• Active development. TailwindCSS and tooling around it is constantly evolving and stable releases are very stable. Documentation is up to date and easy to work with. You will be in good hands going forward :) A cool new feature I like: the Tailwind Just-in-Time Compiler which speeds up development even more and enables all Tailwind variants out of the box.
  • Nice integration with text editors. Because the API is defined, there are plugins for all popular plugins to integrate with Tailwind class names. Even less typing!

CSS-in-JS: styled-components

On the other hand of our style writing journey is CSS-in-JS. We will be using the immensely popular library, styled-components. The main benefit of CSS-in-JS is that it allows CSS to be processed by JS; all of the libraries in the JavaScript ecosystem are available to use to optimize CSS.

More specifically, styled-components does automatic injection of critical CSS. This means that the CSS included on a page is only the CSS you need. This is similar to Tailwind only including the CSS you used in your HTML in the final file sent to the browser.

Another important benefit of styled-components is class name hashing: styled-components will automatically generate class names for you, ensuring that there is no class name collision. It's also a slick way to introduce a bit more 'security' into your app, since the class names are gibberish - potential bad actors don't gain any insight into your codebase/component structure.

The most impactful feature of styled-components is dynamic styling. Directly in JS, you can toggle your component's visual state based on whatever criteria you set. In plain HTML/CSS/JS, you would have to interact directly with the DOM to do this.

One feature that styled-components has that's not as clean in Tailwind is referencing other class names within your CSS. You can directly use a styled-component within other styled-components to target those styles, like this:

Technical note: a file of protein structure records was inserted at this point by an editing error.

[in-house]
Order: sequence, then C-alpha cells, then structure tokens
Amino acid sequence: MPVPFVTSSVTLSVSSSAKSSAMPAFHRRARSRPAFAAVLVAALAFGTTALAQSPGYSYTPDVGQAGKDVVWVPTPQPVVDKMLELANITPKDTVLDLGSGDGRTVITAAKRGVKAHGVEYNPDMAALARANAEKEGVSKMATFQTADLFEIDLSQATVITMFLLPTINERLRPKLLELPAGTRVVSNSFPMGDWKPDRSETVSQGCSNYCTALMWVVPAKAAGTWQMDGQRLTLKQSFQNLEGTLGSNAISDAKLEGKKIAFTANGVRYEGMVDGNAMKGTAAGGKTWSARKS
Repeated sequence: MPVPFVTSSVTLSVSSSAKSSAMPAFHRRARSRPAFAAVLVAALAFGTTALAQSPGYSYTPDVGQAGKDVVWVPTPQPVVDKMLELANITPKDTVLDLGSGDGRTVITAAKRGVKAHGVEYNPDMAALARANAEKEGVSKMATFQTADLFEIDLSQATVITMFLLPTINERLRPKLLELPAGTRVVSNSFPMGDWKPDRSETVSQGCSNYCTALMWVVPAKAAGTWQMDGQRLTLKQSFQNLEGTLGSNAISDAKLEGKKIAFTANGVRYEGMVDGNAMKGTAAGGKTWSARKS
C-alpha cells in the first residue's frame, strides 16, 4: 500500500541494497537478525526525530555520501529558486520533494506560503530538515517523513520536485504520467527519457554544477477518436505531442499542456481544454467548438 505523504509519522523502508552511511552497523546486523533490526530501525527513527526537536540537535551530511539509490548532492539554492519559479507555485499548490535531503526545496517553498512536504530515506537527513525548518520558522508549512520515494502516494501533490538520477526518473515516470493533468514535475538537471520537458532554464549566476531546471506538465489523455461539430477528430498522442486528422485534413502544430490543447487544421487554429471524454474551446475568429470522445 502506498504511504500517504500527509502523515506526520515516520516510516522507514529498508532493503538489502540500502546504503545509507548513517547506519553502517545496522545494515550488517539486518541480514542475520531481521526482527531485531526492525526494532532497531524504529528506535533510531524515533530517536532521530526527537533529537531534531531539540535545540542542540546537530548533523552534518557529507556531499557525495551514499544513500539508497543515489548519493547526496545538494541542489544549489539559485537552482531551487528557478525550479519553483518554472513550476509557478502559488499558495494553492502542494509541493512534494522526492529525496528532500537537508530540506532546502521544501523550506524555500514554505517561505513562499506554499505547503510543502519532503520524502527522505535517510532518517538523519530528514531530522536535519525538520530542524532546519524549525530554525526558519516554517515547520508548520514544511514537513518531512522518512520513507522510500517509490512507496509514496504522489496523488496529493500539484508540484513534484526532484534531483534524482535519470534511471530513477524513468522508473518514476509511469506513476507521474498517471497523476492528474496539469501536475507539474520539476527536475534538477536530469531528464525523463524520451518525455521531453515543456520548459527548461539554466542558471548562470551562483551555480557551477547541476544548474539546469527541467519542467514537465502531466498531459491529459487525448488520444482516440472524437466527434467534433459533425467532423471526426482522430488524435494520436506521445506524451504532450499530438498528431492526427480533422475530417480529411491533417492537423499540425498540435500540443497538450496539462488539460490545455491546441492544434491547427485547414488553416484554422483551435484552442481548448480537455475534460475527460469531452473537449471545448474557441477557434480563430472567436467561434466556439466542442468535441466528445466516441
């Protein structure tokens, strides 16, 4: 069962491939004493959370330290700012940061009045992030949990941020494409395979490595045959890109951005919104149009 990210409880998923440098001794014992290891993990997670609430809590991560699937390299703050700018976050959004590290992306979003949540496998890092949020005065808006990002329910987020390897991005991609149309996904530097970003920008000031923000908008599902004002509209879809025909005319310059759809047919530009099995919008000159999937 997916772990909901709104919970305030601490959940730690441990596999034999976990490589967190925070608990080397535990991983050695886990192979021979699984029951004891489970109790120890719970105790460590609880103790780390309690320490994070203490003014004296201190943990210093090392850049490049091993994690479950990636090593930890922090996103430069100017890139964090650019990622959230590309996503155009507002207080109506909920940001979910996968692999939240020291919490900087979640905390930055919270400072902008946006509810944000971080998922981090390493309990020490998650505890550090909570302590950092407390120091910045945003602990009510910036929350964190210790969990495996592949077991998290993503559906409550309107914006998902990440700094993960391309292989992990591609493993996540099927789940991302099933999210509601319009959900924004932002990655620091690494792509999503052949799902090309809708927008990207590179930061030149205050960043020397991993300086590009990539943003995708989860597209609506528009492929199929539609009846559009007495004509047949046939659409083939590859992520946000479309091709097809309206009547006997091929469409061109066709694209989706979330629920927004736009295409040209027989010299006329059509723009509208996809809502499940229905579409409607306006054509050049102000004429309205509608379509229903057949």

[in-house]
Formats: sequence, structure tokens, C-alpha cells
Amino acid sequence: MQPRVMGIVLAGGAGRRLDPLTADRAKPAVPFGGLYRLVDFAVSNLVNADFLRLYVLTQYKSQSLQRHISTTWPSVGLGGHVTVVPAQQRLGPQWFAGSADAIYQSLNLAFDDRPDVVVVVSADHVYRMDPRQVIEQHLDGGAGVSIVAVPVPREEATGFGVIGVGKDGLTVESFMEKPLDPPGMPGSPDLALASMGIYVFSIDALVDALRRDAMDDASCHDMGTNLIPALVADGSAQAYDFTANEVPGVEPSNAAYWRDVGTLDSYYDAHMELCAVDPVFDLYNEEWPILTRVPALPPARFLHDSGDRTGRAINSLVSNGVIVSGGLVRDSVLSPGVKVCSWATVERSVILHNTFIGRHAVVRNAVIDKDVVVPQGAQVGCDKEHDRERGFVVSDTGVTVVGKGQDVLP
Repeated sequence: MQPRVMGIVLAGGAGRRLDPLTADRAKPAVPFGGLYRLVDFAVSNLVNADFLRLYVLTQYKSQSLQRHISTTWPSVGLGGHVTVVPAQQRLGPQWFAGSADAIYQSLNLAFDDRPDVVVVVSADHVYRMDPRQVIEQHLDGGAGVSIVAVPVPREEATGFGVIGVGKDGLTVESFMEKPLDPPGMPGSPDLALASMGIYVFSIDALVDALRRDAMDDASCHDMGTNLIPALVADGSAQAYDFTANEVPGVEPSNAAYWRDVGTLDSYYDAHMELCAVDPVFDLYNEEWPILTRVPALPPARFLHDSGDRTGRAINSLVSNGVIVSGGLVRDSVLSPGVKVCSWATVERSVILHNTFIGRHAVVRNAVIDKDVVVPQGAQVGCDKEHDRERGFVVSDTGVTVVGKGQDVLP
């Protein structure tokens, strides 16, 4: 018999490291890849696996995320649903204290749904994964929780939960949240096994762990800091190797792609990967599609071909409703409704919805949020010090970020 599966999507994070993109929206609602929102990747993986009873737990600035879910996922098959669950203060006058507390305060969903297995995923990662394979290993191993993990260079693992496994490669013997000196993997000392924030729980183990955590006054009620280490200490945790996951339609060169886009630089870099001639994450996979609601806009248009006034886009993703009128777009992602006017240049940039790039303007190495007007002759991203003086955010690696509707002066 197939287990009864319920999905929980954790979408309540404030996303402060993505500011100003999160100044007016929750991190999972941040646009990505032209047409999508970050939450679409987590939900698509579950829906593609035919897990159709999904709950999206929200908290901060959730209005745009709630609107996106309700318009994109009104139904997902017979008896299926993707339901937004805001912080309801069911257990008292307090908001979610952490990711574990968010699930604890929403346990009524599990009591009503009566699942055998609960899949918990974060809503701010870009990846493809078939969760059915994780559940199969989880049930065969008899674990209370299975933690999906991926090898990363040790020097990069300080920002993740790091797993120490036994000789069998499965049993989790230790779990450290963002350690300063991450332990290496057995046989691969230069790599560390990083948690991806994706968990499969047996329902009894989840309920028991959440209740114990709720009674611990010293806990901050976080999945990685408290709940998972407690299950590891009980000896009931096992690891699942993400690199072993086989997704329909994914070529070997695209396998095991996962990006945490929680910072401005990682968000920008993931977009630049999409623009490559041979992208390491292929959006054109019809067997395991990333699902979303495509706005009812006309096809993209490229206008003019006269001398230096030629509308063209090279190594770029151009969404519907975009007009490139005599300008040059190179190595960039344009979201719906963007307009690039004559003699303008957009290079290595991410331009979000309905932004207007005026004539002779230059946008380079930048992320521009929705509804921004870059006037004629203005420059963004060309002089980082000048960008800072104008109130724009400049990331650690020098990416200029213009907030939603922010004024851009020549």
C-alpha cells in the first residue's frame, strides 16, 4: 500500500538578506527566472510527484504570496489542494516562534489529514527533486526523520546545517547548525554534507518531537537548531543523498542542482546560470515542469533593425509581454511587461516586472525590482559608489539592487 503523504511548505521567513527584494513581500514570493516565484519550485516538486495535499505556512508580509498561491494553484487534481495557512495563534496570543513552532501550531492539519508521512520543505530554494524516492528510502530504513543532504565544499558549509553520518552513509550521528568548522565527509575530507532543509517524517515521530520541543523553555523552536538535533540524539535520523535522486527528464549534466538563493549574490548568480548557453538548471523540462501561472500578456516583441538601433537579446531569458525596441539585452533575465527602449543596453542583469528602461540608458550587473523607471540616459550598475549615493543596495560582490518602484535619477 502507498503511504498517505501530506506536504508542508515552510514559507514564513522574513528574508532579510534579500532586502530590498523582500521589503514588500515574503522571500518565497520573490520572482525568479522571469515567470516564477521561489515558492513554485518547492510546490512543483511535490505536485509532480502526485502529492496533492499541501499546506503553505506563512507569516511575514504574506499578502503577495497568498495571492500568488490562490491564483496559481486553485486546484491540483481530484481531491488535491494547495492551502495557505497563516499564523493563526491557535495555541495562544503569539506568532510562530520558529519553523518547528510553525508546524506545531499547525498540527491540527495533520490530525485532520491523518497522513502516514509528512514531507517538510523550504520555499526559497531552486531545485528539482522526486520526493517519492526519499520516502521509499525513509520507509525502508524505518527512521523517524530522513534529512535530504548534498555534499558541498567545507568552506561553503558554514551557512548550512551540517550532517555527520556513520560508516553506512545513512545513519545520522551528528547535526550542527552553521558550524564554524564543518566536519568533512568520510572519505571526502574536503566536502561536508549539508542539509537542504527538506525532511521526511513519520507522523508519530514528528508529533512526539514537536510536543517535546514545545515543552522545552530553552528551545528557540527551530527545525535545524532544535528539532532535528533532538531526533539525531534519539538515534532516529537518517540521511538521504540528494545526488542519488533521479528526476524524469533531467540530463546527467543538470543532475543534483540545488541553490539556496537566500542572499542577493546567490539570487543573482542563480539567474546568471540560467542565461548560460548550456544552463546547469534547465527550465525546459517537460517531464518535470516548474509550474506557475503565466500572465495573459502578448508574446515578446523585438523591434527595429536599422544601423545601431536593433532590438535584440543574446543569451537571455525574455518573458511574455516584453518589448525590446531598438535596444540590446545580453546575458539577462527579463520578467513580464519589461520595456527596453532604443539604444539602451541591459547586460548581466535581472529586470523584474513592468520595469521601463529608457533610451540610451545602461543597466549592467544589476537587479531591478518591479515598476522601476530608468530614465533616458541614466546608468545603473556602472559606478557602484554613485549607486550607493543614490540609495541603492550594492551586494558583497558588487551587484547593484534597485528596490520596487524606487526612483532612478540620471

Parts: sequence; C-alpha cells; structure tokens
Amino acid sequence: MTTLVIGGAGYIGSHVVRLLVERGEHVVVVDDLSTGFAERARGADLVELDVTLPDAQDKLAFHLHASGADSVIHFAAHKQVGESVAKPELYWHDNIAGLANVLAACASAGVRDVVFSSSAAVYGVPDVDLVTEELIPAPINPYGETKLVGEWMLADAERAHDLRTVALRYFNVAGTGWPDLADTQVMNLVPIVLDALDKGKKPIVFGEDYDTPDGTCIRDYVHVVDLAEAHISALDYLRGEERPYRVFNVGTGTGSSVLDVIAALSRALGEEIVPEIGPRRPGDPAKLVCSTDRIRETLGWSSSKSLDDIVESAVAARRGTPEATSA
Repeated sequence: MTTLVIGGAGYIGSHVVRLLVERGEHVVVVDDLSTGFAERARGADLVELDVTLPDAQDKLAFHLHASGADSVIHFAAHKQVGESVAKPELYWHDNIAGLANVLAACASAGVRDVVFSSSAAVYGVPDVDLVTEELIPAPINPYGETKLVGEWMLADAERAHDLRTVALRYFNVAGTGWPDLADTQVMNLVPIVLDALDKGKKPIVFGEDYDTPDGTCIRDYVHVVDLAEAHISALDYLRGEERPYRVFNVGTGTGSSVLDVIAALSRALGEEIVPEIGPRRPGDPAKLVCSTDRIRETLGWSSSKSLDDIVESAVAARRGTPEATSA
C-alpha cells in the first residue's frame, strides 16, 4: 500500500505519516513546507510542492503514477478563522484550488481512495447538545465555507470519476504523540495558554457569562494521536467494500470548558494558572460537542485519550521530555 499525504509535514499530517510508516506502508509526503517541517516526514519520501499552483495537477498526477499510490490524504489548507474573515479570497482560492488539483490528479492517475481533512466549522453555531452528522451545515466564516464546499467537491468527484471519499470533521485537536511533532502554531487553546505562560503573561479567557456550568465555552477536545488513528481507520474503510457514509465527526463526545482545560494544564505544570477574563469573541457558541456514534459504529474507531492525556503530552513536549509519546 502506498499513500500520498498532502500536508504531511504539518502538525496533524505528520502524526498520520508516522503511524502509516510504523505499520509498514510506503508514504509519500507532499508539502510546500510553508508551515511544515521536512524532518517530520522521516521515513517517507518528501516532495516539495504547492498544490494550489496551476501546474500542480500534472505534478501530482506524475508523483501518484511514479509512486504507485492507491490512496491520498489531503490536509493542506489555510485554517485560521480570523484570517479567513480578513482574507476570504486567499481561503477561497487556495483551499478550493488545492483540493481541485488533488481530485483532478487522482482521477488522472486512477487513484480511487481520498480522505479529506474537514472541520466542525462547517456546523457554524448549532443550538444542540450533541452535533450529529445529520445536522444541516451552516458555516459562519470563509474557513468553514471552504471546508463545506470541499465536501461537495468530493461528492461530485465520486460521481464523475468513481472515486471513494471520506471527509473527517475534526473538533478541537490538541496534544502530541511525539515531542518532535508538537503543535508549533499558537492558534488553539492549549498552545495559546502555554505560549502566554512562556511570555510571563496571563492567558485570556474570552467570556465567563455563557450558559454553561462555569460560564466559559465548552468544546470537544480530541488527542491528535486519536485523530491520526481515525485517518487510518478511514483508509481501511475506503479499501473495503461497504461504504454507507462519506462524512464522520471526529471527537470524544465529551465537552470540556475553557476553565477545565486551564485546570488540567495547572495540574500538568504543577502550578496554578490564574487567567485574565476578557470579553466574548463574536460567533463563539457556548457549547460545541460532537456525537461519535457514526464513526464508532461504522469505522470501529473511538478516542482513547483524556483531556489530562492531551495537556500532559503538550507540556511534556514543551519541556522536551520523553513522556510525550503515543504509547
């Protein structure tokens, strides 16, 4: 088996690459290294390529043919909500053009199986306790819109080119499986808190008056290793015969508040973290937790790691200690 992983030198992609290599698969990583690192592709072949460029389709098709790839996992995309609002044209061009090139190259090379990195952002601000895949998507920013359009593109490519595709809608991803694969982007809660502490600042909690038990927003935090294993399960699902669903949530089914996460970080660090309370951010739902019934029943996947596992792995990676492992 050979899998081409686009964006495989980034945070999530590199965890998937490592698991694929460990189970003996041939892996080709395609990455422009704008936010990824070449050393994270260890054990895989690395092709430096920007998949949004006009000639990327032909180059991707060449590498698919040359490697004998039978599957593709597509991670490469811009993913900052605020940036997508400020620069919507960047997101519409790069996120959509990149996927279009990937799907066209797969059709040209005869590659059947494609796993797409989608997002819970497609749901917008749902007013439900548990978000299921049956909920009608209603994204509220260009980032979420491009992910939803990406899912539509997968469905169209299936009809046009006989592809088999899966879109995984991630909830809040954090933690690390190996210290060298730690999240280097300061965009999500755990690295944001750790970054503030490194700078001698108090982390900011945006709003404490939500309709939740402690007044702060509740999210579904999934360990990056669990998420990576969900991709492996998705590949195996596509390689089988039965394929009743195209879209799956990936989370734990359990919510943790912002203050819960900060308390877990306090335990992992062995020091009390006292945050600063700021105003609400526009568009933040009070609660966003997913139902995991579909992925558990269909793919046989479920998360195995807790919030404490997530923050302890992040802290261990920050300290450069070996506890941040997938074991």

const  InnerThing = styled.div``

const OuterThing = styled.div`
	${InnerThing} {
		margin-bottom: 200px; // we can apply styles to \`InnerThing\`s that are children of \`OuterThing\`s.
	}
`

Doing the same thing in Tailwind is certainly possible, but you will have to introduce a class name to your HTML for only this one reason. Not ideal.

Example

Let's see that same example from the Tailwind section, but this time use styled-components:

styled-components example Using the tailwind cheatsheet linked here, I put the CSS rules Tailwind uses into styled-components

Note: unfamiliar with rem CSS unit? It stands for 'root em', and it's based off the font-size of the root element, which for all web pages is the html element. You can change it by setting the font-size of html in CSS, but 16px is the de facto standard for web pages.

Considerations:

  • Easy to learn. If you know CSS, you will be able to use styled-components very quickly. If you know any preprocessor like SCSS, you will be an expert right out of the gate.
  • Actively maintained. There doesn't seem to be active development towards bigger/new features, but the GitHub repo has maintainers and takes pull requests for any bug fixes/features people want to solve. I can't find the tweet, but I remember Max Stoiber, the creator of styled-components, tweeting that the team passed on maintaining the library to people in the community. If you find the tweet, or find my recollection of this to be incorrect, feel free to share with us by emailing developers@useanvil.com.
  • Decent integration with text editors. There are integrations with all popular text editors for styled-components, but the formatting is usually pretty tough since styles are within backticks (using the JS feature called a tagged template literal).

Atomic CSS-in-JS: twind

CSS-in-JS & Atomic CSS share one 'feature', which is never having to leave your HTML/JS file when writing styles. That by itself is a huge DX benefit, but we want the best of both! Especially when it comes to authoring styles: typing mt-4 is way quicker than margin-top: 1rem. Multiply that typing time-gain by a few hundred or thousand, and you are saving quite a bit of time.

twind enables that shorthand syntax while giving you the full benefit of JavaScript's processing power. Even better, if you are coming from TailwindCSS or styled-components already, the API will be very familiar to you.